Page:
The Synopsys situation is slightly complicated by the fact that they also have another tool, StarRC (also labeled a “gold-standard”) that is, according to some of the materials, a rule-based tool. But, looking closer, it actually integrates two different solver engines: one rule-based (ScanBand) and one that’s more accurate for critical nets (which used to be Raphael NXT; more on that in a minute).
Likewise, Magma has a Quartz RC tool that uses pattern-matching for full-chip extraction, leveraging QuickCap if necessary for critical nets.
Not to be left out, Cadence also addresses this space with their QRC Extraction tool, which has a range of options to cover high accuracy as well as statistical capabilities for faster run times.
Meanwhile, as we saw last year, Silicon Frontline is moving into the scene using random-walk technology. They claim to be the only solver in TSMC’s newly announced AMS Reference Flow. More on that momentarily.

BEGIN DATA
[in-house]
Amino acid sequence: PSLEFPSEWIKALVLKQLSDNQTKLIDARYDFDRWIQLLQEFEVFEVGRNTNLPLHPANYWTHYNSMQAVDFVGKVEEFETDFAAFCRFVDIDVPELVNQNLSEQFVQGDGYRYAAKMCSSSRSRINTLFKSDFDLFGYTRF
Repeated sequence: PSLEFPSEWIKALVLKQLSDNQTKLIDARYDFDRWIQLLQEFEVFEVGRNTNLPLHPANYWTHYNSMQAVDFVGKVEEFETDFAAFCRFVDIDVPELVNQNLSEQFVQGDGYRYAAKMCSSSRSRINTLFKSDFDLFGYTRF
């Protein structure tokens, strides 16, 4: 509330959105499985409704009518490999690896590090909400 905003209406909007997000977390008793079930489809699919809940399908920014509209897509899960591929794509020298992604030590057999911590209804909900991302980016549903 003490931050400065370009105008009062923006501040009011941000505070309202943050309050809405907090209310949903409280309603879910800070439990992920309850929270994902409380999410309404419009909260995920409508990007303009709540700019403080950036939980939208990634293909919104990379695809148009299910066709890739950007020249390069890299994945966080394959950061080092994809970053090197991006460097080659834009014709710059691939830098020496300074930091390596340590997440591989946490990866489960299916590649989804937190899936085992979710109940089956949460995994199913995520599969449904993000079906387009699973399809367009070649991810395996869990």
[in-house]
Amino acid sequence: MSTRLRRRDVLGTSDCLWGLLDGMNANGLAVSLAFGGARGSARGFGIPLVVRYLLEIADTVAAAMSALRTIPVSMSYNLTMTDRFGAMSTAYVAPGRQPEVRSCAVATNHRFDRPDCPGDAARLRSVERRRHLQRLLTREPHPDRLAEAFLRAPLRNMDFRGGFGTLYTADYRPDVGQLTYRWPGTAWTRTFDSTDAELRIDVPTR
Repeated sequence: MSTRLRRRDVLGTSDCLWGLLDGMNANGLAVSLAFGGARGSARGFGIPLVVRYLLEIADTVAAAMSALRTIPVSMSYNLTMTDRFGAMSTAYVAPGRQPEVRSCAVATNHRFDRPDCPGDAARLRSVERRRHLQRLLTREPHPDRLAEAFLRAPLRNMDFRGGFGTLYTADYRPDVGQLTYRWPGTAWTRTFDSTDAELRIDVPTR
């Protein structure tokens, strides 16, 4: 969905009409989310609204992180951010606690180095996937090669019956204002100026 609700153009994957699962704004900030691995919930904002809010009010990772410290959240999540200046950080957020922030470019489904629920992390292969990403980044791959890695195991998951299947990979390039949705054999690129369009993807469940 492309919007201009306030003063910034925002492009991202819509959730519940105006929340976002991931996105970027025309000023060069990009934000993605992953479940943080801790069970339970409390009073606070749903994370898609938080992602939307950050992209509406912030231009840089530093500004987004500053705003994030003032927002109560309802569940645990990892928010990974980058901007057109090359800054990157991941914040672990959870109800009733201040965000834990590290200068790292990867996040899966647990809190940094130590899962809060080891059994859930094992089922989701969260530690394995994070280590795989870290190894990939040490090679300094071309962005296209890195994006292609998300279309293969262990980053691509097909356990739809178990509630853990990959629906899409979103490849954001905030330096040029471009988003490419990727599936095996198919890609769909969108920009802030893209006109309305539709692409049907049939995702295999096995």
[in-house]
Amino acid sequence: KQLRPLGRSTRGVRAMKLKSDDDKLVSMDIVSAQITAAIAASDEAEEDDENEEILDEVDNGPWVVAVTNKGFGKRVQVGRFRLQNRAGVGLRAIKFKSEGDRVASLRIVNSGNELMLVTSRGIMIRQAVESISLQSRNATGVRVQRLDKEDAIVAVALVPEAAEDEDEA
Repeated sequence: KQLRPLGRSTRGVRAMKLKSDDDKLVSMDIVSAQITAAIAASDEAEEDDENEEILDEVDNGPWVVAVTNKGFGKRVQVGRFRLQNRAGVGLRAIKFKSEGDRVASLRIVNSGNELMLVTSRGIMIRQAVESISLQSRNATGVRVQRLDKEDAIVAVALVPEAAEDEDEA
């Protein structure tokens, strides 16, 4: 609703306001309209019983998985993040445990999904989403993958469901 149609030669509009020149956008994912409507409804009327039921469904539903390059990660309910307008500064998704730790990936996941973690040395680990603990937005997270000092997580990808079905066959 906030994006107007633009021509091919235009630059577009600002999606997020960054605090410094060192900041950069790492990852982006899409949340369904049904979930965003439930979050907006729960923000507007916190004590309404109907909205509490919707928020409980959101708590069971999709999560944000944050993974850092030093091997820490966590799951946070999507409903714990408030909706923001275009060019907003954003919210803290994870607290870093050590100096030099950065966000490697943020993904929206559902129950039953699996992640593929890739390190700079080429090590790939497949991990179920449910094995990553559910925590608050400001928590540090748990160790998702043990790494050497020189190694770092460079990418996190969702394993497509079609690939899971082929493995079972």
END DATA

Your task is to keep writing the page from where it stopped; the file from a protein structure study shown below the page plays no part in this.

So, with that context in place, what’s happening more recently?
Well, first of all, Synopsys has announced a new solver engine, called Rapid3D, that replaces Raphael NXT; the latter is no more, although they mention that the new engine has roots in the old one. Rapid3D now sits within StarRC (all versions) alongside the rule-based ScanBand engine as the higher-accuracy option.
Meanwhile, Mentor has come swaggering in with a completely new tool that uses technology acquired through their purchase of Pextra. They call it xACT 3D, and they claim that it’s a “no compromises” approach combining the accuracy and determinism of a full-mesh solver with the enough speed to handle full chips – an order of magnitude faster than other solvers. They also claim to be in TSMC’s AMS Reference Flow (which means that either they or Silicon Frontline is wrong).